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The Lindisfarne Gospels

The Lindisfarne Gospels

The Lindisfarne Gospels… The outstanding achievement of early medieval western art

The Lindisfarne Gospels must be the outstanding artistic creation of the early Middle Ages with their breathtaking colours and the innumerable detailed ornamental decoration. The text uses 45 colours and tones: including intricate spirals, beautiful whorls, and fantastic bird and animal forms worked into the designs resulting in a spectacular carpet of interwoven colours. Oversized ornamented initials with an unbelievable wealth of motifs open each Gospel, and are accompanied by full length portraits of the Evangelists writing down the Word of God. The detail is so rich, so for that the eyes of the evangelists have an almost hypnotic quality.

The Lindisfarne Gospels represent a culmination of Anglo-Saxon, Celtic, Germanic, Roman and Byzantine styles and are highly regarded by palaeographers, art historians, linguists and collectors alike.

The Lindisfarne Gospels contain the first version of the Gospels in English.

What makes it the more extraordinary is that it was scribed, illustrated and illuminated by one man in the 5 years preceding his death (probably 715-720 A.D.).

In addition to his talents, so clearly demonstrated throughout the Gospels, Bishop Eadfrith of Lindisfarne was a technical innovator, a skilled chemist and, possibly, the inventor of the pencil and the light-box. (We learn something about him from Aldred, a member of the community of St Cuthbert, who inserted the English translation between the lines of the Latin text some 240 years after the creation of the original text).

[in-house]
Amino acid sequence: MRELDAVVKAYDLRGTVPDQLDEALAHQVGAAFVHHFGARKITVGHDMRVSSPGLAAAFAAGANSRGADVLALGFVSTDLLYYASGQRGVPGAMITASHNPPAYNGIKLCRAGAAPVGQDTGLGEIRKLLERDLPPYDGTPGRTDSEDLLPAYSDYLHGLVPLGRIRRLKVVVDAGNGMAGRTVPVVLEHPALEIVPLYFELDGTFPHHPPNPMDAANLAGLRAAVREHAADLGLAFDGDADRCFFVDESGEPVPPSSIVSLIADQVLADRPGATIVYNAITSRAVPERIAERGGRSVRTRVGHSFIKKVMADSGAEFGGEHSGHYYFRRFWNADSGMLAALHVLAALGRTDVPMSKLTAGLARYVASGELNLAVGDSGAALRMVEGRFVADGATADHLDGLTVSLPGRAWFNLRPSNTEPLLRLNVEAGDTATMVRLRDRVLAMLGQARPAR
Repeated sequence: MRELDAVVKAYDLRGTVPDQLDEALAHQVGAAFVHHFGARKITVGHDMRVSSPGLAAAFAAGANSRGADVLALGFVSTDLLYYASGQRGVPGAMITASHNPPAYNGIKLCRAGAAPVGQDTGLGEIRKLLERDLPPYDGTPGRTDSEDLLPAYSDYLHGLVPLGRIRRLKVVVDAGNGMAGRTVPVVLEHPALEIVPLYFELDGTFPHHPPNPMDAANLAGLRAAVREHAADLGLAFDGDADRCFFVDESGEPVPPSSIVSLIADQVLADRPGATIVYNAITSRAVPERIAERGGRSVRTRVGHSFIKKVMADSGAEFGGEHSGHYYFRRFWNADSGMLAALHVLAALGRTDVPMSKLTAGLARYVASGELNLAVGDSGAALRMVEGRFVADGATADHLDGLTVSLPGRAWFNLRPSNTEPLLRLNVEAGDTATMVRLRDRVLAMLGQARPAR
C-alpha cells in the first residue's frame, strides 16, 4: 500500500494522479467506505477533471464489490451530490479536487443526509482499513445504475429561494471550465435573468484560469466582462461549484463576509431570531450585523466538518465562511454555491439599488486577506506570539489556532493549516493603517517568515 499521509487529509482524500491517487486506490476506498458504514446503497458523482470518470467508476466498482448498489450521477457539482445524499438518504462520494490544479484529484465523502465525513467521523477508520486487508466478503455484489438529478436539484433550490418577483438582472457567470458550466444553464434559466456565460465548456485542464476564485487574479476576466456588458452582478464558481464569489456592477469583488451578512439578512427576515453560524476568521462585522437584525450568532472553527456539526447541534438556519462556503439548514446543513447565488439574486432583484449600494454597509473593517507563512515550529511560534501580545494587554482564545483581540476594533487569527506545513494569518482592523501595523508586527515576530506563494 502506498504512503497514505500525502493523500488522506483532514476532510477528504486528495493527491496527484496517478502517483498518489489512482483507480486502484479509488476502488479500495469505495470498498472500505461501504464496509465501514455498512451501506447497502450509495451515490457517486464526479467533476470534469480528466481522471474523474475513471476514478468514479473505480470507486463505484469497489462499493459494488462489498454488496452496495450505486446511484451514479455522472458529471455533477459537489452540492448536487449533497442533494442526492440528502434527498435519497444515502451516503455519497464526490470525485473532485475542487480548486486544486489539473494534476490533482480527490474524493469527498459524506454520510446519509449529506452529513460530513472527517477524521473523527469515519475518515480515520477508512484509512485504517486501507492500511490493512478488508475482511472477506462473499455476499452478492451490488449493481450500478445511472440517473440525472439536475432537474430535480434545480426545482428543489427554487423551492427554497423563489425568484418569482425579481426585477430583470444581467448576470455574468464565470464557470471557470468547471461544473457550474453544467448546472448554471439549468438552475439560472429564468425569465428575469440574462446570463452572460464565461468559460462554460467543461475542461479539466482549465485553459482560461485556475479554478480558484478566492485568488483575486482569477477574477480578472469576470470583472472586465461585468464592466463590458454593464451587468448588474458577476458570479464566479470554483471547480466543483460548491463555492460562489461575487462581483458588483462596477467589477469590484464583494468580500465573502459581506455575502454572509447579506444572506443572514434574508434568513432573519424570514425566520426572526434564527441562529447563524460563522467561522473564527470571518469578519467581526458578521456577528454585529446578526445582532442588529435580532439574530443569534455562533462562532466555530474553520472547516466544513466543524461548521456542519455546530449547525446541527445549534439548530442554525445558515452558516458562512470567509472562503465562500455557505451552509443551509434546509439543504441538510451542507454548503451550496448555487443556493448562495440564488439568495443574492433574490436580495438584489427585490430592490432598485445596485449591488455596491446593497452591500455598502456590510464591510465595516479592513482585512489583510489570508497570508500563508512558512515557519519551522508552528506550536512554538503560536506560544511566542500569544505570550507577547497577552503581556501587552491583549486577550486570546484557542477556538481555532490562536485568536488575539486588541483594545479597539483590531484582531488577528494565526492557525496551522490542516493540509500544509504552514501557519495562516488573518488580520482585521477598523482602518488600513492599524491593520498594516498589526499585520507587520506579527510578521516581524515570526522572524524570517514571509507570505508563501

Many myths surround The Lindisfarne Gospels but it was most certainly true that the document was often removed from the “Holy Isle” of Lindisfarne to avoid Viking and other raids. The original manuscript is now displayed in the British Library but with just one double-page exposed to view.

The Fine Art Facsimile Edition of The Lindisfarne Gospels is published by Faksimile Verlag Luzern (the fine art facsimile publishers of Switzerland) in association with the British Library.

It is carefully and beautifully hand-bound in a quality leather cover, in keeping with craft book binding traditions, and is limited to 980 copies worldwide.

An alternative version of The Lindisfarne Gospels (limited to 290 copies) reproduces the more elaborate and ornate binding originally instigated in 1853 by Edward Maltby, Archbishop of Durham.

This uses a silver frame, coloured stones, tin and silver based alloys, and a spine richly embroidered in gold thread.

Both versions are accompanied by a commentary from Dr Michelle P. Brown, Curator of Illuminated Western Manuscripts at The British Library. This covers all aspects of the manuscript, its production and meaning. It also places The Lindisfarne Gospels in the broader context of Insular art.

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